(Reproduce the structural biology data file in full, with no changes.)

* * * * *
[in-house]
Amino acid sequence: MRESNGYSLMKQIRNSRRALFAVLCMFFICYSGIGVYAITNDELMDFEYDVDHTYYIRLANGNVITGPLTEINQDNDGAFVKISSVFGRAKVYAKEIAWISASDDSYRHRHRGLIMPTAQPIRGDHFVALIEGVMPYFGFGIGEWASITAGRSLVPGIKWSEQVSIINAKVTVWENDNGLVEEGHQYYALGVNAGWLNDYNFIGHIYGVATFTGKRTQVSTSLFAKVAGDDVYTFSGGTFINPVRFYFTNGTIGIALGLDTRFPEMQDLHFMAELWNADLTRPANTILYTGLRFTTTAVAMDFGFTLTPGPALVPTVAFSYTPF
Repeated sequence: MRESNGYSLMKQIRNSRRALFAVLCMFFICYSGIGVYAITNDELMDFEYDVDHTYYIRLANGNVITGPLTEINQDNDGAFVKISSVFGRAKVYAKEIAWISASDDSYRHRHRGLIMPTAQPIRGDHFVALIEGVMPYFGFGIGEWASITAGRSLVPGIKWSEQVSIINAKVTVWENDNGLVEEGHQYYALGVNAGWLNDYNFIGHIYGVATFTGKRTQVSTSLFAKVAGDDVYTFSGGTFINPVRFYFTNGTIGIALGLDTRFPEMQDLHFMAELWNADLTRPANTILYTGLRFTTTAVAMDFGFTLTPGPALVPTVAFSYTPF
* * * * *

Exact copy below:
[in-house]
Amino acid sequence: MRESNGYSLMKQIRNSRRALFAVLCMFFICYSGIGVYAITNDELMDFEYDVDHTYYIRLANGNVITGPLTEINQDNDGAFVKISSVFGRAKVYAKEIAWISASDDSYRHRHRGLIMPTAQPIRGDHFVALIEGVMPYFGFGIGEWASITAGRSLVPGIKWSEQVSIINAKVTVWENDNGLVEEGHQYYALGVNAGWLNDYNFIGHIYGVATFTGKRTQVSTSLFAKVAGDDVYTFSGGTFINPVRFYFTNGTIGIALGLDTRFPEMQDLHFMAELWNADLTRPANTILYTGLRFTTTAVAMDFGFTLTPGPALVPTVAFSYTPF
Repeated sequence: MRESNGYSLMKQIRNSRRALFAVLCMFFICYSGIGVYAITNDELMDFEYDVDHTYYIRLANGNVITGPLTEINQDNDGAFVKISSVFGRAKVYAKEIAWISASDDSYRHRHRGLIMPTAQPIRGDHFVALIEGVMPYFGFGIGEWASITAGRSLVPGIKWSEQVSIINAKVTVWENDNGLVEEGHQYYALGVNAGWLNDYNFIGHIYGVATFTGKRTQVSTSLFAKVAGDDVYTFSGGTFINPVRFYFTNGTIGIALGLDTRFPEMQDLHFMAELWNADLTRPANTILYTGLRFTTTAVAMDFGFTLTPGPALVPTVAFSYTPF